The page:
Sunday, August 15, 2010

51st annual Skipjack Race on Deal Island and Captain Art Daniels

51st annual Skipjack Race on Deal Island, Captain Art Daniels, The City of Crisfield skipjack

“It matters not how strait the gate, How charged with punishments the scroll, I am the master of my fate: I am the captain of my soul” ~ William Ernest Henley


Last week I decided to visit Captain Art Daniels, something that I do from time to time - when I can catch him. Daddy Art, as everyone calls him, is 89, and he has more energy than I do. Right now, he is excited about the upcoming 51st annual Skipjack Race and Festival that will be held September 6, on Deal Island.
For 51 years, the race has been held on Labor Day. And for 51 years, Captain Art Daniels has been a part of that race.



Finding Daddy Art is something of an Easter egg hunt. Of course, on Deal Island, if you can't find him, you can just ask someone who ask someone, and eventually someone will say they saw him at so-and-so's place or doing "whatever", and in time you can usually find him. The best time to find him this time of year is working on his skipjack, the City of Crisfield.

For you land-lovers, a skipjack is a boat that was once a common sight on the Chesapeake Bay. It was used for oyster dredging near the end of the 19th century. The City of Crisfield was built in 1949, and was purchased by Captain Daniels sometimes in the fifties (I am not sure of the exact year). She was restored once but is falling into disarray. That did not keep Captain Daniels from racing her to victory in the skipjack races 3 years ago. I was hunkered down on the deck taking photos, and what an honor it was to be there. Had it not been for the storm during last year's race, Captain Daniels may have well won again.  That was a heck of a race because the storm moved the markers, sails were ripped, and the bow of a boat was clipped by another boat.


Let me back up - perhaps saying Captain Daniels boat is in disarray is deceiving, and I'm certain he would not think of his beloved boat as being in disarray.  He works on her all the time, and keeps her going by patching her up with whatever he can find. He still works her during oyster season, and is gearing up for another year on the water as well as for the 51st skipjack race. I hope to be hunkered down on the deck once again.


The City of Crisfield is a sail-powered boat. Some skipjacks get out of the harbor by push-boats; the City of Crisfield is pulled out into the harbor. It is estimated that in the heyday of the oyster boom, there were around 2,000 skipjacks working the bay. Today, only around 35 remain, and less than half are true working boats. Daddy Art's City of Crisfield is a working museum piece, holding onto to a life that is rapidly vanishing. She remains one of around 35 remaining traditional Chesapeake Bay skipjacks and a member of the last commercial sailing fleet in the United States.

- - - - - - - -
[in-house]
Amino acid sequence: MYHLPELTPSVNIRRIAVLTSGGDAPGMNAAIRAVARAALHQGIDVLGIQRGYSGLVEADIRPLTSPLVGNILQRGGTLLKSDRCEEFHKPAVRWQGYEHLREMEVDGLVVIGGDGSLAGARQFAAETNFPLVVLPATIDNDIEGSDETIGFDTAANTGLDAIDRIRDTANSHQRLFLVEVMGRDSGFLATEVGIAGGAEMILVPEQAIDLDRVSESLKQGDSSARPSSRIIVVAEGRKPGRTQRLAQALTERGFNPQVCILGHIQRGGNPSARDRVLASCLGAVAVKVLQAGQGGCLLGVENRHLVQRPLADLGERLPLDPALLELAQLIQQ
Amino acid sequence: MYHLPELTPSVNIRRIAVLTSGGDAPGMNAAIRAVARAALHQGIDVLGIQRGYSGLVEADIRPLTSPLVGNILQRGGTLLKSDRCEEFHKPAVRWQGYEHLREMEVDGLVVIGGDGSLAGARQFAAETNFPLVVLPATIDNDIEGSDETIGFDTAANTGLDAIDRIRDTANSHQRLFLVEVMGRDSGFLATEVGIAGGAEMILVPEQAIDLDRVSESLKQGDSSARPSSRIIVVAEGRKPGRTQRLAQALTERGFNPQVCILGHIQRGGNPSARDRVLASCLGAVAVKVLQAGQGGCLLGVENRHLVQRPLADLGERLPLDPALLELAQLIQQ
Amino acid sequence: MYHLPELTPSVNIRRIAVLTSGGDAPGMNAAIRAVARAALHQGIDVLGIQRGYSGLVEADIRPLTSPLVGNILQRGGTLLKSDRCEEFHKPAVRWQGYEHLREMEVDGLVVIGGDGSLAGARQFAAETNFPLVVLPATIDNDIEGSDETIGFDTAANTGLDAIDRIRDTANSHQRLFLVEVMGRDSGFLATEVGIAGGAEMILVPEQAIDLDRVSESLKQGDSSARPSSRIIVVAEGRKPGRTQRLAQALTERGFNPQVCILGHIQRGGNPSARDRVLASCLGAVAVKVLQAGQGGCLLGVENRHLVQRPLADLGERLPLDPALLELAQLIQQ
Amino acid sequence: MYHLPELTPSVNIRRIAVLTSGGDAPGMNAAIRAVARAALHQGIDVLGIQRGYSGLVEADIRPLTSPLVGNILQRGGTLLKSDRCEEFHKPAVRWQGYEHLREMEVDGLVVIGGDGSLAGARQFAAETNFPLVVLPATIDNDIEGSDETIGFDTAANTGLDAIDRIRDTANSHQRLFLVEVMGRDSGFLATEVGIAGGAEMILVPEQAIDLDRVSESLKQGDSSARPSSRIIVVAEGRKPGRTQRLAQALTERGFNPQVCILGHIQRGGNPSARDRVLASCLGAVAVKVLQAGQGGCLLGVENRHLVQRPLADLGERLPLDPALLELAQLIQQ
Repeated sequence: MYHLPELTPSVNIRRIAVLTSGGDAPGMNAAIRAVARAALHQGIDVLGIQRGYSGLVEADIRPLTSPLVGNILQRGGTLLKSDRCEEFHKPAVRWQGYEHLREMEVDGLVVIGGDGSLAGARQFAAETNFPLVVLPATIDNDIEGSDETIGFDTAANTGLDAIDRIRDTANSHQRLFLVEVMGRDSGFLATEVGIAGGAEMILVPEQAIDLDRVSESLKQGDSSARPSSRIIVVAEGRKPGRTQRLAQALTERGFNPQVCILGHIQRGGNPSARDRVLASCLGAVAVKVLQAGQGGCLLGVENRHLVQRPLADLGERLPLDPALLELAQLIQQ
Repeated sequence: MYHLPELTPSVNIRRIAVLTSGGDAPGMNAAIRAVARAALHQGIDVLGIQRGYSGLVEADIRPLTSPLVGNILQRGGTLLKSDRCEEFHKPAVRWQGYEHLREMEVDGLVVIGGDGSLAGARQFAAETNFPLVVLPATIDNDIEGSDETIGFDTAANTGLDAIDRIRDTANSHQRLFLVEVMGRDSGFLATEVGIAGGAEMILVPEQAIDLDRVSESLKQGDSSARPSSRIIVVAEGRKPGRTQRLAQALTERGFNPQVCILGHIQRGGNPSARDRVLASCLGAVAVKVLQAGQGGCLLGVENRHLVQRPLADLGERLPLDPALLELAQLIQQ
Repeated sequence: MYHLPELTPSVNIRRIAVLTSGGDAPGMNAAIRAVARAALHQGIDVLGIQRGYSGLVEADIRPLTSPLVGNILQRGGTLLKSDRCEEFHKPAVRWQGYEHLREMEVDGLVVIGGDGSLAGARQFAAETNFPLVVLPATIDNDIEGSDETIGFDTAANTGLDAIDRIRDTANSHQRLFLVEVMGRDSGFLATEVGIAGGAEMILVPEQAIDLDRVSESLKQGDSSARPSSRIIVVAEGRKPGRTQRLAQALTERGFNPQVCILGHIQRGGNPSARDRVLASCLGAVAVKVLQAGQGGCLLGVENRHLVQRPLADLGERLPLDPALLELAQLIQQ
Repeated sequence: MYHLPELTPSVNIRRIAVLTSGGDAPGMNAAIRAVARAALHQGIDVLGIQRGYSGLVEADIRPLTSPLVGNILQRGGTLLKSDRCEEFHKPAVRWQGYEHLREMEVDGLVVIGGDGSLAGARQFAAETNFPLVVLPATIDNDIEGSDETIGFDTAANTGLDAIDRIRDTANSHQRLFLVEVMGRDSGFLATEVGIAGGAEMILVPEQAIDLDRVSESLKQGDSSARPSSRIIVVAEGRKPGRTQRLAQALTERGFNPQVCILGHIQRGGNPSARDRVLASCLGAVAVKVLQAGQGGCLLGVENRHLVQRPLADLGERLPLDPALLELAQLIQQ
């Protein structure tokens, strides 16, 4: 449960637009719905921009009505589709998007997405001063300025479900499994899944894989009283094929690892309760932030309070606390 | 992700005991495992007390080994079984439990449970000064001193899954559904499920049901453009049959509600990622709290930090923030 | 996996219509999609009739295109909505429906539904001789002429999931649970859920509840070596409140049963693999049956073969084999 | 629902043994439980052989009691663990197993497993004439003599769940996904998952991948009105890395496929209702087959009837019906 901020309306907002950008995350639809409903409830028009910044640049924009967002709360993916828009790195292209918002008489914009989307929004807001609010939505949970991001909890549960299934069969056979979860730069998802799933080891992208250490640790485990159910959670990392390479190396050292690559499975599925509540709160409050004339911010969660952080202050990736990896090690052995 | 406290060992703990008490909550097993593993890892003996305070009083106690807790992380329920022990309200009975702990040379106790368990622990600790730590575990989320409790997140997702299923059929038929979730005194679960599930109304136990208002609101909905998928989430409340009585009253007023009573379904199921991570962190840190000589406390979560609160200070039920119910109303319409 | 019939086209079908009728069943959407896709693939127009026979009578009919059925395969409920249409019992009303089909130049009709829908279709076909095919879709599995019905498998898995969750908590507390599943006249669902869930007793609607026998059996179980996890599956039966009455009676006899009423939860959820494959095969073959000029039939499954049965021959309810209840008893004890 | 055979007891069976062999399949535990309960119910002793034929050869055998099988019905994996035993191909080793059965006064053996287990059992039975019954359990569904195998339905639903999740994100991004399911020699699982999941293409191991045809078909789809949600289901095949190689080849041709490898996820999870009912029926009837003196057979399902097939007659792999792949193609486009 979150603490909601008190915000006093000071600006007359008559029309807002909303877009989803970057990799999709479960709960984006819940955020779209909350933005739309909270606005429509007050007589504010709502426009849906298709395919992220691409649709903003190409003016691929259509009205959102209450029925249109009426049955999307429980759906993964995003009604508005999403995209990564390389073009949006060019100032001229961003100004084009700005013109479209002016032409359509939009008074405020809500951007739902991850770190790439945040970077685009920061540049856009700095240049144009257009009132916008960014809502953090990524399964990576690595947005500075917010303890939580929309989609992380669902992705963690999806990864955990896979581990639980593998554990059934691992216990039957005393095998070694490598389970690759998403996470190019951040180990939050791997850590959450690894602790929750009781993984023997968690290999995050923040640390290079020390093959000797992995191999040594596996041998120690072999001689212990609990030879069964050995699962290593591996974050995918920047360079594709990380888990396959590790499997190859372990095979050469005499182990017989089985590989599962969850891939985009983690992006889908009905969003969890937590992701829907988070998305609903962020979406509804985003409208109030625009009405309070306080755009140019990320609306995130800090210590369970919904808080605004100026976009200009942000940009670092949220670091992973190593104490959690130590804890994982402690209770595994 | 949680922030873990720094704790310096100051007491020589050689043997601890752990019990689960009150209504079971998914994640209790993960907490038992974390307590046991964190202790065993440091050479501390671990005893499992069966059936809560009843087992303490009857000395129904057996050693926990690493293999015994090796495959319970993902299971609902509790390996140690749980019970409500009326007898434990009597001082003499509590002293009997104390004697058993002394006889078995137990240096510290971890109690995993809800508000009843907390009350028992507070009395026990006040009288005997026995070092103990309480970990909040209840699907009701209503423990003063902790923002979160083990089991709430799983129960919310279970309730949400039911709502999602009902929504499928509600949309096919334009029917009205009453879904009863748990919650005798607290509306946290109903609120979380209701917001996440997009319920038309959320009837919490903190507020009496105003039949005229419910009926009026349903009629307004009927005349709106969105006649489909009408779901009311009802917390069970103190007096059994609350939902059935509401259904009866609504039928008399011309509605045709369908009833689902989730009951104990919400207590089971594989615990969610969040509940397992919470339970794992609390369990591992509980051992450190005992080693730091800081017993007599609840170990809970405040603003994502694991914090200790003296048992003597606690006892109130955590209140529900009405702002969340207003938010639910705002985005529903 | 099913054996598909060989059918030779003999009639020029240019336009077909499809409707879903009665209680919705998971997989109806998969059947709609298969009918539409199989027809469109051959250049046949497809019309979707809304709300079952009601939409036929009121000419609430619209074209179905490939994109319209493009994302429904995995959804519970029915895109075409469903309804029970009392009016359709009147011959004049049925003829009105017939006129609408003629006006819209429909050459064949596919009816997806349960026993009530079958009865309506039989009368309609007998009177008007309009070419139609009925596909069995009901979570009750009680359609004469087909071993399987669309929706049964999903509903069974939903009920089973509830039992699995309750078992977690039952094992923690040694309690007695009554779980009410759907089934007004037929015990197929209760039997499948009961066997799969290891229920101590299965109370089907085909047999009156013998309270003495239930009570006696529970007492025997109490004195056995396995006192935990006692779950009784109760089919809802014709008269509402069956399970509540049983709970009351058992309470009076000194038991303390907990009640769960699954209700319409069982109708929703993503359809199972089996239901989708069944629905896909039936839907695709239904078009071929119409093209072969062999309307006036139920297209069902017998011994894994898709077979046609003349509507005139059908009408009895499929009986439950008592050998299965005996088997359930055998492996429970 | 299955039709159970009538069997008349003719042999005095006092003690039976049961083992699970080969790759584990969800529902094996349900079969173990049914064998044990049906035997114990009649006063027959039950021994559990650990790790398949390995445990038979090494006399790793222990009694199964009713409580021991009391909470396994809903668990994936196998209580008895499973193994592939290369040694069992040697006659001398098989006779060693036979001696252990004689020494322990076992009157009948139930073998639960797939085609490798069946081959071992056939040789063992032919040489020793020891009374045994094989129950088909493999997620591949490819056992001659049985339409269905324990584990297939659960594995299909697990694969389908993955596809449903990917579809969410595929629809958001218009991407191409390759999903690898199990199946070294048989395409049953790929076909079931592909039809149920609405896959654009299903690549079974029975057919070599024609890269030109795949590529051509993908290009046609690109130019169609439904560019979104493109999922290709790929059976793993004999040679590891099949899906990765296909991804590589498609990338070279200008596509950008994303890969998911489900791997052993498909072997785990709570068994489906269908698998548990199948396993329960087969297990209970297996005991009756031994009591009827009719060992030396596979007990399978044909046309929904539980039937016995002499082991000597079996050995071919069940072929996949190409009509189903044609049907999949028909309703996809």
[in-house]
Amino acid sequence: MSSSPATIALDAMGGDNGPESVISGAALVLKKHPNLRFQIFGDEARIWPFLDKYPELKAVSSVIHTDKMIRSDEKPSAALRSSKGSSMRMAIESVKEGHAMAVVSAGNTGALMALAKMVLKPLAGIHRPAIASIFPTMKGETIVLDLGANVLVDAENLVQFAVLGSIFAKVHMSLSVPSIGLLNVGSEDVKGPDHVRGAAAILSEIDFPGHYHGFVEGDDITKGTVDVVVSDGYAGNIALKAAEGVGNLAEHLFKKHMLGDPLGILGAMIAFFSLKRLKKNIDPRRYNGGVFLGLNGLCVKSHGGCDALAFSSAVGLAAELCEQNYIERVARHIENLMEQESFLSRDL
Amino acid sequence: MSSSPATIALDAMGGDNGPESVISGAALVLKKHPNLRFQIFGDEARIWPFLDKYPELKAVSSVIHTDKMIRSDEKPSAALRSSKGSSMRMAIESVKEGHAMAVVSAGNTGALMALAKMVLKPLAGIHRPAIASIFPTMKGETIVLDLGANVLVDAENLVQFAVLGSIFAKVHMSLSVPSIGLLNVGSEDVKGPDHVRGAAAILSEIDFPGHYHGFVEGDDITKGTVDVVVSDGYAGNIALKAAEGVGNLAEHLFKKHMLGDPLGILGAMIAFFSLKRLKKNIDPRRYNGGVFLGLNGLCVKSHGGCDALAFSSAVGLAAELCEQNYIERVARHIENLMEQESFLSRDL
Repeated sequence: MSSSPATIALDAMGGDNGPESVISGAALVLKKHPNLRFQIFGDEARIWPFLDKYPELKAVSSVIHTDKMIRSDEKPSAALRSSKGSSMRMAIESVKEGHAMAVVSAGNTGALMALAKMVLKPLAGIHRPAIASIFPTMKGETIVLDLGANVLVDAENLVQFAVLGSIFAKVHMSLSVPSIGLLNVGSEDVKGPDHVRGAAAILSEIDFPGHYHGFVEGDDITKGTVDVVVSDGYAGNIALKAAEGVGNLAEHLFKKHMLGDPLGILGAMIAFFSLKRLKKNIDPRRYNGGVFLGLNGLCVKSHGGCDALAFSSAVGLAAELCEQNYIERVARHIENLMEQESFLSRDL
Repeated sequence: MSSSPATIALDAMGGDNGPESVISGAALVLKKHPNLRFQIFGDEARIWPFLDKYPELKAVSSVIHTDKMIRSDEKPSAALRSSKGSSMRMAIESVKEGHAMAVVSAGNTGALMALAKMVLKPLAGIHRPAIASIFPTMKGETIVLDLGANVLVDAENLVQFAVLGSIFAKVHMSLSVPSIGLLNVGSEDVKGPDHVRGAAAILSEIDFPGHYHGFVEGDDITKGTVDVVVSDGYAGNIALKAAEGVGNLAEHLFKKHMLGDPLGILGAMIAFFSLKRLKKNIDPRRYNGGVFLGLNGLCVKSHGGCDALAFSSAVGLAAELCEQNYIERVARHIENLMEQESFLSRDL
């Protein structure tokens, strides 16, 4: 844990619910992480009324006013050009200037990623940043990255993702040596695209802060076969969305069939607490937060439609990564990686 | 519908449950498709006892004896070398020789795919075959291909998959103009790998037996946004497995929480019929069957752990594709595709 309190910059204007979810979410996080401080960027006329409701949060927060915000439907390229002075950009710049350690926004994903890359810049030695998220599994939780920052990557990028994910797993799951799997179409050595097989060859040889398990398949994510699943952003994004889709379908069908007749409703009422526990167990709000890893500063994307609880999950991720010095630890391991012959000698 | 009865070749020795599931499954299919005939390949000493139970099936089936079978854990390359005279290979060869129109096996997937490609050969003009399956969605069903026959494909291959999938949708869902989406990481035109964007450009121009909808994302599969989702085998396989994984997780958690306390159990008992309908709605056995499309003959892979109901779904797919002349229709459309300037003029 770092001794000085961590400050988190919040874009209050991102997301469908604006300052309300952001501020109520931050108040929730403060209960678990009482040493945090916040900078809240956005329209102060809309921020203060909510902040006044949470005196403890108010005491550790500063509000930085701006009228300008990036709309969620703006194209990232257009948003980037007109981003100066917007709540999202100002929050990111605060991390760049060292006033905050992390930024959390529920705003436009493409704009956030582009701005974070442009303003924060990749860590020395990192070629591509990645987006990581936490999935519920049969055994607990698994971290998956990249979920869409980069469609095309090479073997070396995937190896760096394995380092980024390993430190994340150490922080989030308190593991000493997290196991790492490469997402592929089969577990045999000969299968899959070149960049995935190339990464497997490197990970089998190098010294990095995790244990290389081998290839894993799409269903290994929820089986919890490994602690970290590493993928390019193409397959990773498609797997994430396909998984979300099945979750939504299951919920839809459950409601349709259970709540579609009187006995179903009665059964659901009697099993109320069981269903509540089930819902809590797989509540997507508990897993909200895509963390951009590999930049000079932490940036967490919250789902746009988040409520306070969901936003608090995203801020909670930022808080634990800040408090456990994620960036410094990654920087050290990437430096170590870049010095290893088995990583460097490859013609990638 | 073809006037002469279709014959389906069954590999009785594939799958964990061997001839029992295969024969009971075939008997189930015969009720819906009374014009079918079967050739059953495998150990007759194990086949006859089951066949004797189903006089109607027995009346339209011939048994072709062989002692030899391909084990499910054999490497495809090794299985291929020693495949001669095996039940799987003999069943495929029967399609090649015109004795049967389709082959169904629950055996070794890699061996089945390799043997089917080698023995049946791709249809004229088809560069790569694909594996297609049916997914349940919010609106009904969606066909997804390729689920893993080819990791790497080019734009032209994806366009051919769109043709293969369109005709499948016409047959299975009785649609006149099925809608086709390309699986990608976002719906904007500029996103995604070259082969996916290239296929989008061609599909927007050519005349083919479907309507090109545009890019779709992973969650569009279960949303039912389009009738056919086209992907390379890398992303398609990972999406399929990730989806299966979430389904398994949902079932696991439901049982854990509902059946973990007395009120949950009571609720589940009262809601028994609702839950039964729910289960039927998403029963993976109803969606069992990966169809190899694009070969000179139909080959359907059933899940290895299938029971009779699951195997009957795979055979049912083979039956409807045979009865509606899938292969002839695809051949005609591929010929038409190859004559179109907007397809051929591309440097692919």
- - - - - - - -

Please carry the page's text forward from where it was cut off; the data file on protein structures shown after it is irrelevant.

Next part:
Daddy Art has to be the most famous living skipjack captain, at least in my opinion. When I visited him, he told me he was the oldest living man on Deal Island. Maybe his secret of  a long-life can be attributed to his love of the bay and the City of Crisfield. He also has the most wonderful loving and supportive family I have ever met, and that counts for a lot.

I found the City of Crisfield on this day along with Daddy Art's first-mate tending the crab shanty. I found Daddy Art later in the day and chatted with him at some length. It was a hot day so I told Daddy Art I would be back in a few days to get him pictured alongside the skipjack.


When I returned, I found Daddy Art had taken his boat out of the water in order to start work on it for the race. I did catch him cleaning a few blow-fish he had caught - his supper - he told me.





Daddy Art wraps up his three blow-fish for dinner.

And then it was "off to market" with his crabs. I headed to Scotts Cove Marina where I hoped to meet up with Daddy Art later. But Daddy Art is on "Daddy Art" time, so I figured I would take some photos of the City of Crisfield and come back another day to capture Daddy Art with her.


Scotts Cove Marina in Chance...The City of Crisfield sits next to the Ida May, another working skipjack built in 1906.


















From my files:


From the deck of the City of Crisfield during the skipjack races.


And this is a photo I took of Daddy Art when he knew I was coming. A lot of photographers head to Deal Island hoping to photograph this famous skipjack captain.  Daddy Art is a hard working waterman. If you do find him do not expect him to stop what he is doing for a snapshot. He has had more photos and videos taken of him than you can shake a stick at, so cameras do not impress him. You have to work around him. I feel blessed to have known this man and be allowed to photograph him. He knows me as his "Georgia Peach." I hope To be photographing him and his skipjack for many years to come.


Good luck Daddy Art and the City of Crisfield!


Click here for more info on the skipjack races.

2 comments:

Rick Boyer said...

Daddy Art is my HERO !! I am going to try to make it to the skipjack races this labor day on Deal Island, cant wait to meet Art.

Patty said...

Thanks. Daddy Art is my hero too! I hope to have his energy and love for life when I get his age.